Category: Workplace Law (page 2 of 2)

Workplace Law Explained (For Free)

Did you know these workplace law facts . . . ?

  • Last year there were over 14,000 claims of unfair dismissal.
  • On average, unfair dismissal claims take over 150 days to resolve.
  • Compensation for an employee who suffers from ‘Adverse Action’ is uncapped.
  • In Adverse Action, the onus of proof is against you, the employer.
  • The process of making employees redundant is always a challenging one.

Attend a free ‘Workplace Law Explained’ online briefing with leading Australian employment lawyers.

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Workplace Law

Instead, click here: employment law advice.

Workplace Law Explained

The highly experienced Australian workplace lawyers will talk you through:

  • Unfair Dismissal: What are the risks and what you should do.
  • Adverse Action: What are the risks and what you should do.
  • Redundancies: What are the risks and what you should do.

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Good Workplace Law Advice SA

At HRwisdom, as an HR resources website that helps SA businesses with staff and human resources issues, we have high expectations when it comes to providers of good workplace law advice SA.

Good Workplace Law Advice SAThis is particularly important when we continue to face ongoing changes to legislation that affects employers in SA.

This includes pay and conditions, unfair termination, occupational health & safety, anti-discrimination and other such areas.

[box type=”note”]Click here to get: SA Employment Law Advice [/box]

Being well-organised and having the right advice before things go wrong is the best thing to manage any business.

 

Good Workplace Law Advice of SA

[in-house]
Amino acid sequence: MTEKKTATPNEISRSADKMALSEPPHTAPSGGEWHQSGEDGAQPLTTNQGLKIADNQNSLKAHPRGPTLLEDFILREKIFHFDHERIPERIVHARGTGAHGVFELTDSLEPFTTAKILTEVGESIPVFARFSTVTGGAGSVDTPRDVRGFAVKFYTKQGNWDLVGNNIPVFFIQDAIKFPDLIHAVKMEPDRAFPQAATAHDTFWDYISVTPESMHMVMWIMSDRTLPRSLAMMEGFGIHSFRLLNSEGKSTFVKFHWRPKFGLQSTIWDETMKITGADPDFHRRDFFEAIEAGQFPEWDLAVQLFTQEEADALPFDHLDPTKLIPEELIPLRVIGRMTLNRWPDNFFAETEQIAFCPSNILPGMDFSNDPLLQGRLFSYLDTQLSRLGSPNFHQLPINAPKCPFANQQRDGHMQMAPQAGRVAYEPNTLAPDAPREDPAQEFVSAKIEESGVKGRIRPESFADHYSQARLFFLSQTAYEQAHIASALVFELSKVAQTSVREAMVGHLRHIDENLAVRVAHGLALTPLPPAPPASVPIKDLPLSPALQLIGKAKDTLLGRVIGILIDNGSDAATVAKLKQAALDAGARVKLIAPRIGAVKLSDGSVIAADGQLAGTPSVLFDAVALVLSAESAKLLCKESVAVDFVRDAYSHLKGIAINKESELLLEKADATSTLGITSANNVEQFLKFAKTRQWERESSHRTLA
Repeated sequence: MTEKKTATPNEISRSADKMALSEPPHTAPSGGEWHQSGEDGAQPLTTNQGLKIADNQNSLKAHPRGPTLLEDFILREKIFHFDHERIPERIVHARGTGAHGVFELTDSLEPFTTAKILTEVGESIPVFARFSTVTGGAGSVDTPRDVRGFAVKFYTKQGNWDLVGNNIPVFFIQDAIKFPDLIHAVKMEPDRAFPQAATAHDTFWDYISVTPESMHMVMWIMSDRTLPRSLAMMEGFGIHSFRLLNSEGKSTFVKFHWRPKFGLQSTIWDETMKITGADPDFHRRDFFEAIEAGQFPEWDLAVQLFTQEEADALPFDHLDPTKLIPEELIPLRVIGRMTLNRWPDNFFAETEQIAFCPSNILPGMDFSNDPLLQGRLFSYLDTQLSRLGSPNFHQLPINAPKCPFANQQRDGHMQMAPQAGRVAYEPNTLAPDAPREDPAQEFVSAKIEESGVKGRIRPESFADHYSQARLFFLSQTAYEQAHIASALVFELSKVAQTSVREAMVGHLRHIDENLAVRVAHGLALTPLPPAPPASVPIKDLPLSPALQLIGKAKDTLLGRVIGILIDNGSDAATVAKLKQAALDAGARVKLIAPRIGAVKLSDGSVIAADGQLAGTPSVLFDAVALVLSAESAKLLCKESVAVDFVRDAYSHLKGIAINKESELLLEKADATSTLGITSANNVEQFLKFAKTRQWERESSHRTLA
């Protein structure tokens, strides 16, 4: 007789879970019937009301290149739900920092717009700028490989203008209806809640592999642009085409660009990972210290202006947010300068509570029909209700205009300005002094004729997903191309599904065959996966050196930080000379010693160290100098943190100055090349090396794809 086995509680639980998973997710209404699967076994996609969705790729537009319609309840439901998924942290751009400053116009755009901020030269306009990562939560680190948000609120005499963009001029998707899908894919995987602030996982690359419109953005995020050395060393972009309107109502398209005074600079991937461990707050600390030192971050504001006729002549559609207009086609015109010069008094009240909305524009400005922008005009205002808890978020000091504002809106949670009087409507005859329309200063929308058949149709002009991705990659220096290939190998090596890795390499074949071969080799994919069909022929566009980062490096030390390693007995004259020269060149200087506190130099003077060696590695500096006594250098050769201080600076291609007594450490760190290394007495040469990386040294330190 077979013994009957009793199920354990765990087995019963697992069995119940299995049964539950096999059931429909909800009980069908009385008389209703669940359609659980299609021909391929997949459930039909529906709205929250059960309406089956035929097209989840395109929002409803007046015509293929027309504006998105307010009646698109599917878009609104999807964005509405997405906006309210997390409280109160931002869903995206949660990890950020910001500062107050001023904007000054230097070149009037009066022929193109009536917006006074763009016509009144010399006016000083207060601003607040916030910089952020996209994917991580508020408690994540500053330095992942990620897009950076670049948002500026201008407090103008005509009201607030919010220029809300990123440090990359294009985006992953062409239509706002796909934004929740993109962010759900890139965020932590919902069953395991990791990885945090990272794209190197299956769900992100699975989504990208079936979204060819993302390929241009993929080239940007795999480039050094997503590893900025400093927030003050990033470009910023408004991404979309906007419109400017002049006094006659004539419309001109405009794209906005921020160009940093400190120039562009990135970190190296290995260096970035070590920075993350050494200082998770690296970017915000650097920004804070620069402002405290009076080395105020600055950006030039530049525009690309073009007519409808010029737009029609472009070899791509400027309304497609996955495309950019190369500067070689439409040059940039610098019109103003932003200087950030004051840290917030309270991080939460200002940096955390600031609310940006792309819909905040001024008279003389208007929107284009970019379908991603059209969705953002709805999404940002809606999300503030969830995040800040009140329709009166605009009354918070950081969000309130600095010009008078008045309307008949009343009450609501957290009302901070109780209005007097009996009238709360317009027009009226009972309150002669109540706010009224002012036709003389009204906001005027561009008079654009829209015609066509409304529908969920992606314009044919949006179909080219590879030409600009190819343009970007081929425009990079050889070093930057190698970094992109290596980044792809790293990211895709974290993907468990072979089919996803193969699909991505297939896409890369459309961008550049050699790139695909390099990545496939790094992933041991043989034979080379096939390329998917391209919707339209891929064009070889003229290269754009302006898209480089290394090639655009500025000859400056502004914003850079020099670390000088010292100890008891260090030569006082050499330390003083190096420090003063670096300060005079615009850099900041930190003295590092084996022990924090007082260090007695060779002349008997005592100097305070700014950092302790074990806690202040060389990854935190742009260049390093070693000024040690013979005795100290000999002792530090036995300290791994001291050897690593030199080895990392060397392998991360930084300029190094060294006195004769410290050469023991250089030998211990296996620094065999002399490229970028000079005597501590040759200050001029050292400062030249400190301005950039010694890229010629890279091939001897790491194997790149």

The types of problems that businesses in SA regularly seek expert advice on include:

  • Handling unfair and adverse action claims
  • Restraint of trade clauses
  • Dealing with} under-performing employees
  • Handling workplace redundancies
  • Drafting of employment contracts
  • Dealing with awards
  • Occupational health & safety incidents
  • Discrimination and harassment claims
  • Fair Work Ombudsman issues
  • Bargaining for enterprise agreements
  • Buying and selling businesses
  • Union representative right of entry
  • Responding to government inspectors
  • And other such legal issues

These are the types of hurdles that can seriously impact on the performance, profitability, and well-being of any employer.

We have been lucky to find a number of friendly and professional workplace law advice firms that really know their stuff.

One of the key things we like about these legal firms is their focus on being proactive so that you can prevent dramas before they arise.

This is important because unfair dismissal claims, employment documentation disputes and other such hassles tend to appear just when your major report is due or just as you’re about to give a significant briefing.

[box type=”note”]Click here to get: Local Employment Law Advice [/box]

Having your workplace systems and processes audited and properly in place is definitely the best way to prevent the majority of workplace claims and disputes.

Good Workplace Law Advice in SA

Whilst it is your decision which lawyer you use, HRwisdom trusts and enjoys dealing with these smart, pleasant and on the ball workplace legislation advisors.